Article from ROAPE Volume 33 Number 107
In Search of Economic Development in Kenya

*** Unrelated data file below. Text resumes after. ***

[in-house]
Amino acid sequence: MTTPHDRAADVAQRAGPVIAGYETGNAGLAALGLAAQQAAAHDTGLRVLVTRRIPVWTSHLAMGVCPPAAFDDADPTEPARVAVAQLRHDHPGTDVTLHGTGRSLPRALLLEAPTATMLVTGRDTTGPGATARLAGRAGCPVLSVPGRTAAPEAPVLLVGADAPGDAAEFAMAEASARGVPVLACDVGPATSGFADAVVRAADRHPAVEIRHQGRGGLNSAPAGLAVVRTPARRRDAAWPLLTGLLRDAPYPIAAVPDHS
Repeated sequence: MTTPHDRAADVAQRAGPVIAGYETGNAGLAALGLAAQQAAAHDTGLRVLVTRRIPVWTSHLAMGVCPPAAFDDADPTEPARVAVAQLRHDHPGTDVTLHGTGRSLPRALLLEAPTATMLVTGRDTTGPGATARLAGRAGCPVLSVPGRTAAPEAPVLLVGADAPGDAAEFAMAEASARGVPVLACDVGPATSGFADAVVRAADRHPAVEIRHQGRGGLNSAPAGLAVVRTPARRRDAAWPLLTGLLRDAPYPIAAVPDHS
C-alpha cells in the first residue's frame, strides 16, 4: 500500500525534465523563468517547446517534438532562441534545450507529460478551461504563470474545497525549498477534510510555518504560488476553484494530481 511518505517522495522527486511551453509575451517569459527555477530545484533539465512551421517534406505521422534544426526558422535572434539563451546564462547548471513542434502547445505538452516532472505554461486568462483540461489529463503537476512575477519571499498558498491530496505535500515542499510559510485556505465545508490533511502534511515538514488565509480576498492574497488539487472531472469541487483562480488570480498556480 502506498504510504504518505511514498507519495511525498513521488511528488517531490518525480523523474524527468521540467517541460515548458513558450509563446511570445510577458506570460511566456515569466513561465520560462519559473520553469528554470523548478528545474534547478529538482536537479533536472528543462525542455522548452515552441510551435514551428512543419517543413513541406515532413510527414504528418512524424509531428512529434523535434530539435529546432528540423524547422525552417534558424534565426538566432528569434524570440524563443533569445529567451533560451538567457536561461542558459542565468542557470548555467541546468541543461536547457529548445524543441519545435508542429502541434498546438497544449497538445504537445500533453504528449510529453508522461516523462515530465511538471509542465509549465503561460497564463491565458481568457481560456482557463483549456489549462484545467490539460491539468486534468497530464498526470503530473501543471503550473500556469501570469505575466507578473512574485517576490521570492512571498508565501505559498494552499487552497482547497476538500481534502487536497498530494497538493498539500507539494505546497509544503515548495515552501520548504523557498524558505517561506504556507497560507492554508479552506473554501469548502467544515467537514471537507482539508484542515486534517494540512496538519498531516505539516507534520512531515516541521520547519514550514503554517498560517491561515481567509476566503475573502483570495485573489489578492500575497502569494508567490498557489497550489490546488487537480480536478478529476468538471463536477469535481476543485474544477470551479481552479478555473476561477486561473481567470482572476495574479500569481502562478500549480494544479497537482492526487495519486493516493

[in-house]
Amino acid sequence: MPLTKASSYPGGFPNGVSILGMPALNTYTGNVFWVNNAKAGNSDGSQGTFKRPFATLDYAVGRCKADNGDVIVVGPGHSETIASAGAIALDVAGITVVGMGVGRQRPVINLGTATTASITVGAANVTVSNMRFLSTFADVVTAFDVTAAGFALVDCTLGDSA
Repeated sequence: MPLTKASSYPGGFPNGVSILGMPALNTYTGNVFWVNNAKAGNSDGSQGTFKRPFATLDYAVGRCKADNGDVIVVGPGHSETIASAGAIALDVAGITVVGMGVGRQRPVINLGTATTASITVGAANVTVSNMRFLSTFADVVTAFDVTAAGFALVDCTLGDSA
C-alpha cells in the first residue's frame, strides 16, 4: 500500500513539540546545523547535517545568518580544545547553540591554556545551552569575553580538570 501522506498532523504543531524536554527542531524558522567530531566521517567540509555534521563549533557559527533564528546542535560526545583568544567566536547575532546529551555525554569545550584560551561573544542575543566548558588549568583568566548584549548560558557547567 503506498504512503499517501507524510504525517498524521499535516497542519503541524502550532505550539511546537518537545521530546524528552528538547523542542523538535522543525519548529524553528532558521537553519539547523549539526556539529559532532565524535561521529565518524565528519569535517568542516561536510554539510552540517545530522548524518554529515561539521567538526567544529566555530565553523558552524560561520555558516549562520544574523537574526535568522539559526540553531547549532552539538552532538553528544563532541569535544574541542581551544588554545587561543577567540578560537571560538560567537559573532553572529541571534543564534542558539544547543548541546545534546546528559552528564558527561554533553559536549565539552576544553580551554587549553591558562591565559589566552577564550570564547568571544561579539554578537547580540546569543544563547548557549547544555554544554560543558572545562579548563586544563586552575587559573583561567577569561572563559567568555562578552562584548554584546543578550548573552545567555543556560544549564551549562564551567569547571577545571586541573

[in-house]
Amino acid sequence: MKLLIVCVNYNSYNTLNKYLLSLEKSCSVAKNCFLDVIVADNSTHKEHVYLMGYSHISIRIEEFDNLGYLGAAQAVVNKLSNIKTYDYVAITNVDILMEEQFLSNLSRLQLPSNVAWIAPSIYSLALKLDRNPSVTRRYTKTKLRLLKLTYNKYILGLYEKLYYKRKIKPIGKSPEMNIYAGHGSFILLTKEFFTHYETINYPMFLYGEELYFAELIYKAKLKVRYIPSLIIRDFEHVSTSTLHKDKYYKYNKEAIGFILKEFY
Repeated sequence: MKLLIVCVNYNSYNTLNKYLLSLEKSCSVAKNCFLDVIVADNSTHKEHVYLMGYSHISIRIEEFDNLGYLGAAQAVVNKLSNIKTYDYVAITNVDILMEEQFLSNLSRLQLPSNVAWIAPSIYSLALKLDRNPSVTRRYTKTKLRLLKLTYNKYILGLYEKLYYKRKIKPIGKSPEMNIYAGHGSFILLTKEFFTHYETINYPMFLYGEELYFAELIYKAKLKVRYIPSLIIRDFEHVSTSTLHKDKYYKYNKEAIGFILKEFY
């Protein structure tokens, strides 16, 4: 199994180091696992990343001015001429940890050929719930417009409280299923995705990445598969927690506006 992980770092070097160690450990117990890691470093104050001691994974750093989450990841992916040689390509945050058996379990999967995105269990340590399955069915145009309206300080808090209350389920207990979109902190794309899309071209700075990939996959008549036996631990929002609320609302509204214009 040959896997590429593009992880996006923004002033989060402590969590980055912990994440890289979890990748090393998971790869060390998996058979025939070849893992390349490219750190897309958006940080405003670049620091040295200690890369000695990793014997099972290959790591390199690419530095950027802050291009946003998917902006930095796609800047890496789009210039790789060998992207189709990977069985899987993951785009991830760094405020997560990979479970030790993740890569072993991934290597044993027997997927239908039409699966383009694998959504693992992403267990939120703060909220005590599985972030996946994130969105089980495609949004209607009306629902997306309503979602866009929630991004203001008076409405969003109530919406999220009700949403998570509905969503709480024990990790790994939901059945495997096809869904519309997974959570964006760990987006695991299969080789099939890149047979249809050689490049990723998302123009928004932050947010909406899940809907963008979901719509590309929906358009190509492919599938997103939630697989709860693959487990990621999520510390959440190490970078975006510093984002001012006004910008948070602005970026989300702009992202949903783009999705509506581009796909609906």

The post-colonial period in Africa saw nationalist aspirations for development entangled with the quest for industrialisation. However, the national experiences of industrial and economic development in this era have been marked by varying degrees of disappointment. Kenya, like much of Africa, has failed to engender the levels of industrial growth and subsequent levels of development to which it aspired. Much of the explanations for Africa's disappointing record of industrial development have focused on two central factors: the structural constraints on industrial development and the policies that were pursued. In many ways, these factors are inherently linked to a colonial legacy. Africa's disappointing record of industrial and economic development cannot be divorced from its historical context. It is thus necessary to consider the extent to which the structures that were in place at the end of colonialism predetermined the pattern of development that would emerge in the post-independence era. When evaluating the post-independence experience of industrial development, two specific colonial legacies stand out as decisive: ‘colonial under-development’ and the ‘policy inheritance’. This article argues that although these legacies were profound, it was ultimately the dynamics of post-independence realities that determined the path of development.